The Expedition Unknown team headed to “the gateway to the underworld,” as locals call it. It’s official name is the Batagay crater. In the 1960s, loggers clear cut a portion of the forests, and eventually, the small swath of land turned into the worlds largest “mega-slump,” a sinkhole roughly 300 feet deep and up to a mile long. To understand the crater and why it’s a good site to find mammoth remains, one must understand the basics of permafrost. Permafrost is, quite simply, frozen ground. As thousands of years have passed, animals and plants have become trapped in the permafrost in a stratified manner. Meaning the deeper you go, the older the remains you will find. Thus, as the sinkhole continues to grow, expand, and melt from the warming planet, the remains from the past are constantly being exposed and unearthed. Once at the lip of the crater, Josh, the scientists, and a small crew rappelled 300 feet down the collapsing cliff-side to the crater floor. Once at the bottom of the crater, the team extracted marrow from several mammoth leg bones and stored the samples on dry ice for transport back to the lab.
After climbing out of the Batagay crater, the team headed even further into the wilderness. Using 8 small boats and a hydrofoil, the expedition motored about 6 hours north to a remote tusk hunter encampment at a location called Yunugen. With growing demand for so-called humane ivory around the world, Siberian hunters have flocked to the melting permafrost to find and excavate woolly mammoth tusks. Its become a booming industry with finds earning camps up to 50,000 USD per tusk. Backed by high stakes and big money, hunters will camp on the tiaga for months at a time blasting water canons into the permafrost and boring extensive tunnel systems to reach the remains. These encampments have become a promising location for scientists seeking mammoth DNA. Although hunters are exclusively looking for large, well preserved tusks, they often unearth other Pleistocene remains including prehistoric birds, rhinoceroses, and sometimes even full woolly mammoth carcasses. No member of the joint expedition (especially with an American film crew in tow) had ever been to Yunugen, and it was unclear what the local reception would be. Fortunately, the Siberian scientists were able to ingratiate our group with the normally reclusive hunters, and the locals agreed to allow the Expedition Unknown team onsite as long as the cameras didn’t show their faces. This was a big win, not only considering the journey to get there, but also the scientific discoveries that were soon to be made!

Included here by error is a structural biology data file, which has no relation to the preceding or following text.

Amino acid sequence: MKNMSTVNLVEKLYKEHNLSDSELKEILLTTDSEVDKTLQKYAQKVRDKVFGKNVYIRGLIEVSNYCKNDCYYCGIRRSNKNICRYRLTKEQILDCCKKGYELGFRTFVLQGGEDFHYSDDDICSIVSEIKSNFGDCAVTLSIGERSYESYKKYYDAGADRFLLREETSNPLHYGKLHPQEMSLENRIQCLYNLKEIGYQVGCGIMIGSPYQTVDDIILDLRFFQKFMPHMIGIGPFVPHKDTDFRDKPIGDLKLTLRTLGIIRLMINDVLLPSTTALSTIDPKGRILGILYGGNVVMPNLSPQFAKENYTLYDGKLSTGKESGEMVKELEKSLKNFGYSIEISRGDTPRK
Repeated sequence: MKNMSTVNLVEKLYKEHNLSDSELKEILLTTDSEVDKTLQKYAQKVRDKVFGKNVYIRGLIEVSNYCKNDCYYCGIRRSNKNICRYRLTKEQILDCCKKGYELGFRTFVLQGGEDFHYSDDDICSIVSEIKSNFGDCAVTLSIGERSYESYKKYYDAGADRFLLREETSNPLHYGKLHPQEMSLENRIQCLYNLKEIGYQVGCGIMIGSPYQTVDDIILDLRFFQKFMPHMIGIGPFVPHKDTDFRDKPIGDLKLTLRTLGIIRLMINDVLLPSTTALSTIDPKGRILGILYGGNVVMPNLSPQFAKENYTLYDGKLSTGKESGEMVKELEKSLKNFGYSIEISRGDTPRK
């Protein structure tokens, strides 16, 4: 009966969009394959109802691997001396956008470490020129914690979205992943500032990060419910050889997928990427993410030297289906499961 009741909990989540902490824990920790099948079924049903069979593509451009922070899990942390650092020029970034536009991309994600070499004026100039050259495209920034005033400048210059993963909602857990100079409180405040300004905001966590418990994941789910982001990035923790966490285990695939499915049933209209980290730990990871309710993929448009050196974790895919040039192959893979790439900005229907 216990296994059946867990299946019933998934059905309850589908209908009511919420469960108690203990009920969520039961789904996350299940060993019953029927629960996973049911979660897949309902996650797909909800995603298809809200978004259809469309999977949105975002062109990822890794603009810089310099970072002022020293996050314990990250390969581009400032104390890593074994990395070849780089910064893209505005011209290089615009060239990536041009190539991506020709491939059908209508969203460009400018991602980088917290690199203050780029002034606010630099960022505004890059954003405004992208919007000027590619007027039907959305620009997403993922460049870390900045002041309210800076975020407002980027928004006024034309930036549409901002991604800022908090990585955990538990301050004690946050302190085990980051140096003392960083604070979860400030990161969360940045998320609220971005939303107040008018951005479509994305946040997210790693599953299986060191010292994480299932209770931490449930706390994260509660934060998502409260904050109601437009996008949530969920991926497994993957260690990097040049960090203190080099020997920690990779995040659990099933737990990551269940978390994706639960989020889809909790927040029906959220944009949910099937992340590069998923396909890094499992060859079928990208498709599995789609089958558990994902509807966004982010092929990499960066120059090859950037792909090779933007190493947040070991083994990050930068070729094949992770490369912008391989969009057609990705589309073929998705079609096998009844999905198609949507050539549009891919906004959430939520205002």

After negotiations were finished, the Expedition Unknown team were invited to set up camp for several days and joined the scientists as they worked to collect as much DNA as possible. Tusks, bones, a never before found prehistoric bird, and even the best-preserved mammoth droppings ever discovered were found! It was an incredible experience and more successful than the expedition could have hoped for. Back in the lab in Yakutsk, valuable chains of genetic information were collected, including one of the longest strands of mammoth DNA ever collected. These finds will continue to be processed, as scientists work to better understand the mammoth and how to resurrect the king of the ice age mammals.